I have heard people say before that John Calvin didn't support the idea of no death of animals before the fall.
Here are his comments on Genesis 1:28...
"Some infer, from this passage that men were content with herbs and fruits until the deluge, and that it was even unlawful for them to eat flesh. And this seems the more probable, because God confines, in some way, the food of mankind within certain limits. Then after the deluge, he expressly grants them the use of flesh. These reasons, however are not sufficiently strong: for it may be adduced on the opposite side, that the first men offered sacrifices from their flocks. This, moreover, is the law of sacrificing rightly, not to offer unto God anything except what he has granted to our use. Lastly men were clothed in skins; therefore it was lawful for them to kill animals. For these reasons, I think it will be better for us to assert nothing concerning this matter. Let it suffice for us, that herbs and the fruits of trees were given them as their common food; yet it is not to be doubted that this was abundantly sufficient for their highest gratification. For they judge prudently who maintain that the earth was so marred by the deluge, that we retain scarcely a moderate portion of the original benediction. Even immediately after the fall of man, it had already begun to bring forth degenerate and noxious fruits, but at the deluge, the change became still greater. Yet, however this may be, God certainly did not intend that man should be slenderly and sparingly sustained; but rather, by these words, he promises a liberal abundance, which should leave nothing wanting to a sweet and pleasant life. For Moses relates how beneficent the Lord had been to them, in bestowing on them all things which they could desire, that their ingratitude might have the less excuse."
So it seems here that his main argument is about whether it was lawful to kill animals for food before the flood (not before the fall). His main argument seems to be that the lawfulness of killing animals for sacrifices would imply that it cannot ever be inherently wrong or sin to kill animals (before or after the flood or fall). And therefore Genesis 1:28 does not *necessarily* say that animals could not be eaten for food before the fall.
However, his comments on Isaiah 11 seem pretty clear of his view (at least at the time of writing) of animals killing other animals before the fall:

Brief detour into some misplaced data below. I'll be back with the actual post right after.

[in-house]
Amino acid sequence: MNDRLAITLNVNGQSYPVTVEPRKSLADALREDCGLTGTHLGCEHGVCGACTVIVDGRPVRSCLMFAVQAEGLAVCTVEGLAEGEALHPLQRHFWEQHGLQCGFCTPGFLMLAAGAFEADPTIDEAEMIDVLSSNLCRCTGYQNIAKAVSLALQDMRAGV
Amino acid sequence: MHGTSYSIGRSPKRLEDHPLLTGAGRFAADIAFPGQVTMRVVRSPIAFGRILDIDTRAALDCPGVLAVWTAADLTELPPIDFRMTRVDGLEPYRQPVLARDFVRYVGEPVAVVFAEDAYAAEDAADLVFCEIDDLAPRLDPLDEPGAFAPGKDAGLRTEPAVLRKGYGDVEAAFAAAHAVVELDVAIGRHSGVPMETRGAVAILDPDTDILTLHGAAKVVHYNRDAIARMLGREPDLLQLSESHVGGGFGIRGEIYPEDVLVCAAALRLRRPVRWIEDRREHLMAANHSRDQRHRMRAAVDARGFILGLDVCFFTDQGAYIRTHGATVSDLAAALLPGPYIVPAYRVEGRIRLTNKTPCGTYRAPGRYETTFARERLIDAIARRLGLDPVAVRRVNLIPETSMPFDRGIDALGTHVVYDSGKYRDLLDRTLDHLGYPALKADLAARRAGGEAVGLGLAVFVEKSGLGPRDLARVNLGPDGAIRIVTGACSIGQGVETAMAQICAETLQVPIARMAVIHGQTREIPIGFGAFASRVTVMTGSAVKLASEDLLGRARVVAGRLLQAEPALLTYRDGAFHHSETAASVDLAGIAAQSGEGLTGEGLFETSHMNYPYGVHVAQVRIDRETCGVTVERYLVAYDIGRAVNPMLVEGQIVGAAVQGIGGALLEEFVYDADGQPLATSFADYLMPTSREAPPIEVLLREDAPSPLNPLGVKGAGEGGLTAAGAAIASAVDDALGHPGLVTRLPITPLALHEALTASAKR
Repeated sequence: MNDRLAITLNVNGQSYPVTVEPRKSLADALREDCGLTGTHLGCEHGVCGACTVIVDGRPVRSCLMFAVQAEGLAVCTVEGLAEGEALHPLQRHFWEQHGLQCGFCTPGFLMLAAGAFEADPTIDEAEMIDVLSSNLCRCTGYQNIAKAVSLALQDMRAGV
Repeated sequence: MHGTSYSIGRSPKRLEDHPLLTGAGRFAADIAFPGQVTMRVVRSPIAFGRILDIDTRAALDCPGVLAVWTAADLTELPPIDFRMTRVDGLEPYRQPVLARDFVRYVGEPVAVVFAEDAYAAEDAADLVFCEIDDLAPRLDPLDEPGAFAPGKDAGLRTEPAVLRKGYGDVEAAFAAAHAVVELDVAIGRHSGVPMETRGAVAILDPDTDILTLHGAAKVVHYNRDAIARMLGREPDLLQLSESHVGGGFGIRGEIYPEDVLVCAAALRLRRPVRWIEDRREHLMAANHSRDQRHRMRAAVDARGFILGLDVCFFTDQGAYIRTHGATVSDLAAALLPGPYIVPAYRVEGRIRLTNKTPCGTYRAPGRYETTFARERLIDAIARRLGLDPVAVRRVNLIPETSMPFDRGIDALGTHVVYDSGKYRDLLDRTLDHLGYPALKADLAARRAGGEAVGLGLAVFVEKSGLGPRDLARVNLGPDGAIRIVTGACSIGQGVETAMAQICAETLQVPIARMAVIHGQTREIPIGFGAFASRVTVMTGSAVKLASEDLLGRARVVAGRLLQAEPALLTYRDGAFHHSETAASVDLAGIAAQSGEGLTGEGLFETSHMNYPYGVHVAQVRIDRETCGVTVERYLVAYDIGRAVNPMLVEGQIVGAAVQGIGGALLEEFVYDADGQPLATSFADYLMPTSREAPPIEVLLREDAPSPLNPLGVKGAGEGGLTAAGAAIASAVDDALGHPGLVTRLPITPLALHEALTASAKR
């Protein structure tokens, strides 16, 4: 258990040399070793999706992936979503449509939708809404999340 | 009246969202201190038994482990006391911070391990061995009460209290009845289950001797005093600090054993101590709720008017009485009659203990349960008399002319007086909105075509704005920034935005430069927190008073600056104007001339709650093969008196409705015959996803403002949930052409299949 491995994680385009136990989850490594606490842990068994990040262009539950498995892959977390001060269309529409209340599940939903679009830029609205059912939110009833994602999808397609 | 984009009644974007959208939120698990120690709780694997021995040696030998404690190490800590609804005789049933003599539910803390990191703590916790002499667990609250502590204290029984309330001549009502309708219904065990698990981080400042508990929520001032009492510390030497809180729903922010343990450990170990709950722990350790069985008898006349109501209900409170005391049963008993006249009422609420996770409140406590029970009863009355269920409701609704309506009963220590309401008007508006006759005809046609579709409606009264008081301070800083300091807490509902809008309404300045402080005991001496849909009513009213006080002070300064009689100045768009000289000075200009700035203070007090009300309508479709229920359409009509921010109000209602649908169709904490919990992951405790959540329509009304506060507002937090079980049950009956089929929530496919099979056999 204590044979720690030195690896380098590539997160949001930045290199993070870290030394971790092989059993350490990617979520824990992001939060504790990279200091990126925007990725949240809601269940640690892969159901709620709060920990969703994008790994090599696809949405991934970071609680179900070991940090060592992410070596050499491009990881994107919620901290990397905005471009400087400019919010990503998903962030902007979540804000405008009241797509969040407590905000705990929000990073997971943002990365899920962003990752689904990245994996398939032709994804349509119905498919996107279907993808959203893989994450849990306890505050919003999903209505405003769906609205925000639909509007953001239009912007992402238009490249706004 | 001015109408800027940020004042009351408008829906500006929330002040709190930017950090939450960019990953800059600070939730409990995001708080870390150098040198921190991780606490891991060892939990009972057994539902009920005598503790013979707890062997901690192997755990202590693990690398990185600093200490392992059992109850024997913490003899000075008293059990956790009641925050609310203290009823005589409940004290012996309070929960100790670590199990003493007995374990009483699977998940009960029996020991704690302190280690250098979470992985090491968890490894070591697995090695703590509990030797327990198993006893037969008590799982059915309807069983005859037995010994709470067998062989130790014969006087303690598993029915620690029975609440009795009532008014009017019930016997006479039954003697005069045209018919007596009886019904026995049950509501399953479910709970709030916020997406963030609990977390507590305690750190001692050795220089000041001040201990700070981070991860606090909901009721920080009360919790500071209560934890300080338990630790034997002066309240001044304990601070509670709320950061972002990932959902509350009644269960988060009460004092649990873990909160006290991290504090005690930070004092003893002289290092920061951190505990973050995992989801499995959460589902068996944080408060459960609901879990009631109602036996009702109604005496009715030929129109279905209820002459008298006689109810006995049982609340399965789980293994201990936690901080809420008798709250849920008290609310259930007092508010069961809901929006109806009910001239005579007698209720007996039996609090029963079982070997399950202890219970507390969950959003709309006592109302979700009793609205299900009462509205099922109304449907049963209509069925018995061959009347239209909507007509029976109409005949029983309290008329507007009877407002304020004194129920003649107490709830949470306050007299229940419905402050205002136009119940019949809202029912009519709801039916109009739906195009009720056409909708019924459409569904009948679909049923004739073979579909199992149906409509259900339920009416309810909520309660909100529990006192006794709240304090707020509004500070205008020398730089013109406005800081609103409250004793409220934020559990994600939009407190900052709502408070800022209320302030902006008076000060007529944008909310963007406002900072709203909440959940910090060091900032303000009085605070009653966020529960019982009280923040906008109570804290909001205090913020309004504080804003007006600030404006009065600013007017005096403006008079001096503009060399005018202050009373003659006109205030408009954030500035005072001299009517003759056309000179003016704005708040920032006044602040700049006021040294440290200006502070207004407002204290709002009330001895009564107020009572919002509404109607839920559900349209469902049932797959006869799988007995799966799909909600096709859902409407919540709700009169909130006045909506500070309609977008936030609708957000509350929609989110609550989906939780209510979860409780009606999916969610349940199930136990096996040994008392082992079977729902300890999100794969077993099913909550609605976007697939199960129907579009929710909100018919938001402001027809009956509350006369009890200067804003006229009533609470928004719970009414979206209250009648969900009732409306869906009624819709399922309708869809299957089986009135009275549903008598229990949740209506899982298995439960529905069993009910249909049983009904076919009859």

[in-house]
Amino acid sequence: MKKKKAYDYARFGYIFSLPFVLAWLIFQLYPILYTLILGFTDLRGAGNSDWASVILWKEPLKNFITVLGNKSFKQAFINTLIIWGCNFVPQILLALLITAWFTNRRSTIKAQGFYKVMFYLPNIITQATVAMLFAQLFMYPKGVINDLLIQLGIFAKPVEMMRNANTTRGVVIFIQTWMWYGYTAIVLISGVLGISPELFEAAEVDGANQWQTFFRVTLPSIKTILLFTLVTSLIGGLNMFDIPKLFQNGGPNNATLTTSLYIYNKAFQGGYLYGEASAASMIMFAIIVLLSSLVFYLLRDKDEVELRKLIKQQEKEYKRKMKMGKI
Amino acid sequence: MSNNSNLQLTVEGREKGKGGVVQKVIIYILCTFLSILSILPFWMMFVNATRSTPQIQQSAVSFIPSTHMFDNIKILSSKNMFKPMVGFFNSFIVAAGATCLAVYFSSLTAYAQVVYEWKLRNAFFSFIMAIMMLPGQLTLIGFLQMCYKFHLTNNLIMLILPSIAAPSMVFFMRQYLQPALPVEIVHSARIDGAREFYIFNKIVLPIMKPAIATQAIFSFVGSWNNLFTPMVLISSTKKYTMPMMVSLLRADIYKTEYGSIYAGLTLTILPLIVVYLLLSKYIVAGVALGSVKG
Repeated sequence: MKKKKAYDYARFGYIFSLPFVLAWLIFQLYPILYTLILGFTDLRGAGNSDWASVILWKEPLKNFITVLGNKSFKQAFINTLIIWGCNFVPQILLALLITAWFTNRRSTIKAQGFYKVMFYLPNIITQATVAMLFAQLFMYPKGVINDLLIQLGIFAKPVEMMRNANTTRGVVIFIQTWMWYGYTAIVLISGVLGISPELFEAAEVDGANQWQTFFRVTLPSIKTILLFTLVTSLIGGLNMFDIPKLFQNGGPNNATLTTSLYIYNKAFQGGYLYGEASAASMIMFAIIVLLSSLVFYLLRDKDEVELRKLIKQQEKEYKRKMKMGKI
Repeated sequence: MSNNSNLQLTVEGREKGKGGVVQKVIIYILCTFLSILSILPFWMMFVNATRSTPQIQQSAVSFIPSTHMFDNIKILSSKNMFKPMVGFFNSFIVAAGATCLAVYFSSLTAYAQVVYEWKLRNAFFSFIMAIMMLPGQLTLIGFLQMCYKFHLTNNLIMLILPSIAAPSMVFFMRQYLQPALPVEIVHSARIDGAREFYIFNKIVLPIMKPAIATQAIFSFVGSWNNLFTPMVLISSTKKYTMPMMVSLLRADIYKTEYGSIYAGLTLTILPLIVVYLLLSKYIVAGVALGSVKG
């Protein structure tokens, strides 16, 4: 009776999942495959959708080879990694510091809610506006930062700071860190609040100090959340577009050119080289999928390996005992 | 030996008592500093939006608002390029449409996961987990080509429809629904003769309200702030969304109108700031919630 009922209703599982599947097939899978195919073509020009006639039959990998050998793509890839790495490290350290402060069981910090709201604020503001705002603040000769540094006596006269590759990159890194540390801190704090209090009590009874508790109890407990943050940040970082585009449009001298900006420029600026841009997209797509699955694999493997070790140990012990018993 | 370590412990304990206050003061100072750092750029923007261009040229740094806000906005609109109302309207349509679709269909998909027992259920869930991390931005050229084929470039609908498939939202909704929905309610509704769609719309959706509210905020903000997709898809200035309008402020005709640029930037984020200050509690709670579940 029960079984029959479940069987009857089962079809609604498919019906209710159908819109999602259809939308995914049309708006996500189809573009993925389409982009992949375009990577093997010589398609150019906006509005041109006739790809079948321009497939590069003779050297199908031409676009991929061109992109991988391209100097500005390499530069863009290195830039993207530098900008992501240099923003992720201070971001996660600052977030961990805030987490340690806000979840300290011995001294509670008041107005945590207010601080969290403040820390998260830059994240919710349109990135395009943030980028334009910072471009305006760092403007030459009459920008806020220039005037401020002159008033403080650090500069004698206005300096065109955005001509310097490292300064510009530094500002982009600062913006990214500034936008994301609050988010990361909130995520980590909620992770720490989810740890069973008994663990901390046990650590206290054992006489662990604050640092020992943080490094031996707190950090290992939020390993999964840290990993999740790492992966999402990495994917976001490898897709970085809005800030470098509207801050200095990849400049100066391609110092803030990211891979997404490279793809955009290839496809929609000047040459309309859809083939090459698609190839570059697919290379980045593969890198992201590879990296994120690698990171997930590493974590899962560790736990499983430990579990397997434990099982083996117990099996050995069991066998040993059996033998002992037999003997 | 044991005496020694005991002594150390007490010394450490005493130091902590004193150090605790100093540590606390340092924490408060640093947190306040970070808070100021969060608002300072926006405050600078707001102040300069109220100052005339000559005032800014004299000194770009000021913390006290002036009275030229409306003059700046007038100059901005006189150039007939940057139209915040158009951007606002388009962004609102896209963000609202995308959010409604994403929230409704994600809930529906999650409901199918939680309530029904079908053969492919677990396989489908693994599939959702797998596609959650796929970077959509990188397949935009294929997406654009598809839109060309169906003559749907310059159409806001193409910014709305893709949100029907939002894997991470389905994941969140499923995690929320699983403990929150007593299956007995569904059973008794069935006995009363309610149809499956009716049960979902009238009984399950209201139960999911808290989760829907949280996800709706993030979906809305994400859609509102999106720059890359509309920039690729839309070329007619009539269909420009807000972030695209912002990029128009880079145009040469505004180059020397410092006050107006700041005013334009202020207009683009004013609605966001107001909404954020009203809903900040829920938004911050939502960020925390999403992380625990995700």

Calvin's comments on Isaiah11:6..
"But the Prophet’s discourse looks beyond this; for it amounts to a promise that there will be a blessed restoration of the world. He describes the order which was at the beginning, before man’s apostasy produced the unhappy and melancholy change under which we groan. Whence comes the cruelty of brutes, which prompts the stronger to seize and rend and devour with dreadful violence the weaker animals? There would certainly have been no discord among the creatures of God, if they had remained in their first and original condition. When they exercise cruelty towards each other, and the weak need to be protected against the strong, it is an evidence of the disorder (ἀταξίας) which has sprung from the sinfulness of man... For this reason, he says, that straw will be the food of the lion as well as of the ox; for if the stain of sin had not polluted the world, no animal would have been addicted to prey on blood, but the fruits of the earth would have sufficed for all, according to the method which God had appointed. (Genesis 1:30.)"
Similarly his comments on Isaiah 65:25..
"“The lion” shall eat harmlessly, and shall no longer seek his prey. The serpent, satisfied with his dust, shall wrap himself in it, and shall no longer hurt by his envenomed bite. In a word, all that is disordered or confused shall be restored to its proper order. Yet beyond all controversy the Prophet speaks allegorically of bloody and violent men, whose cruel and savage nature shall be subdued, when they submit to the yoke of Christ. But first we must carefully consider that confusion which befell all the creatures in consequence of the fall of man; for if this were not taken into view, it would be impossible for us to have sufficiently just and correct views of this blessing of restoration. "